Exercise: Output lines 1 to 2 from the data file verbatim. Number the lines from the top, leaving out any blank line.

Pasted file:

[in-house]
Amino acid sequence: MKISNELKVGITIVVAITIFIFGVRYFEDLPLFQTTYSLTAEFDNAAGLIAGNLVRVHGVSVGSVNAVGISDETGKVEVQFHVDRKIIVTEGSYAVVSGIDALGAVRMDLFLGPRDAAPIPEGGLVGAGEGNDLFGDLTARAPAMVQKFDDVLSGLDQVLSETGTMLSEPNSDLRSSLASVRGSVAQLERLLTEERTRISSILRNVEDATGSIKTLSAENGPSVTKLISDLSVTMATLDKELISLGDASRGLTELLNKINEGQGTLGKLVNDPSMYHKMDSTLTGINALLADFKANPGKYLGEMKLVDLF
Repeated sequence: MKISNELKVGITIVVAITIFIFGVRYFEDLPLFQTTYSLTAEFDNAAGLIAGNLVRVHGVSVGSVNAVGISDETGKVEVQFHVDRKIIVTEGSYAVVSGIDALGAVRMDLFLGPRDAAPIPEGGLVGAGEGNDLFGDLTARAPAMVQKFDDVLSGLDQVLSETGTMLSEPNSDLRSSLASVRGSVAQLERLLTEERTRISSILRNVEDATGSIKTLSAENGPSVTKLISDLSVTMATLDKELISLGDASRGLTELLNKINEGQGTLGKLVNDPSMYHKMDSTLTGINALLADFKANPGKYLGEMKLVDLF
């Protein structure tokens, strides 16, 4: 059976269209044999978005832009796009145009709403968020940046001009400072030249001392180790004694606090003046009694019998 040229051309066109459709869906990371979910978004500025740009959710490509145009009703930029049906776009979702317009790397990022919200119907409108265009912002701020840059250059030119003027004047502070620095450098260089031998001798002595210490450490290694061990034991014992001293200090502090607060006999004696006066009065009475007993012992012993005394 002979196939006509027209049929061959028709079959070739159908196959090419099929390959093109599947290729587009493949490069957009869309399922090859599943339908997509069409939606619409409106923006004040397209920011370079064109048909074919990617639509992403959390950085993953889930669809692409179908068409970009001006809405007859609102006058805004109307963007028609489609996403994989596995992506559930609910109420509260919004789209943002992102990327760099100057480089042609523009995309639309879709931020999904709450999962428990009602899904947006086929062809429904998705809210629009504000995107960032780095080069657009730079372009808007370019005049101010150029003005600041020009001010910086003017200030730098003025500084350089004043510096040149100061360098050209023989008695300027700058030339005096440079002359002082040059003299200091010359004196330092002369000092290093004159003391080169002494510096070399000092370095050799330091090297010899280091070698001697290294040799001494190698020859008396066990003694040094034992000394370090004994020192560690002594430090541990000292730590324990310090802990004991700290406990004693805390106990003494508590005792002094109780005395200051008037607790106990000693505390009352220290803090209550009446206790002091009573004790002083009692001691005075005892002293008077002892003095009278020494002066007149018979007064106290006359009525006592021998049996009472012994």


[in-house]
Amino acid sequence: MKISNELKVGITIVVAITIFIFGVRYFEDLPLFQTTYSLTAEFDNAAGLIAGNLVRVHGVSVGSVNAVGISDETGKVEVQFHVDRKIIVTEGSYAVVSGIDALGAVRMDLFLGPRDAAPIPEGGLVGAGEGNDLFGDLTARAPAMVQKFDDVLSGLDQVLSETGTMLSEPNSDLRSSLASVRGSVAQLERLLTEERTRISSILRNVEDATGSIKTLSAENGPSVTKLISDLSVTMATLDKELISLGDASRGLTELLNKINEGQGTLGKLVNDPSMYHKMDSTLTGINALLADFKANPGKYLGEMKLVDLF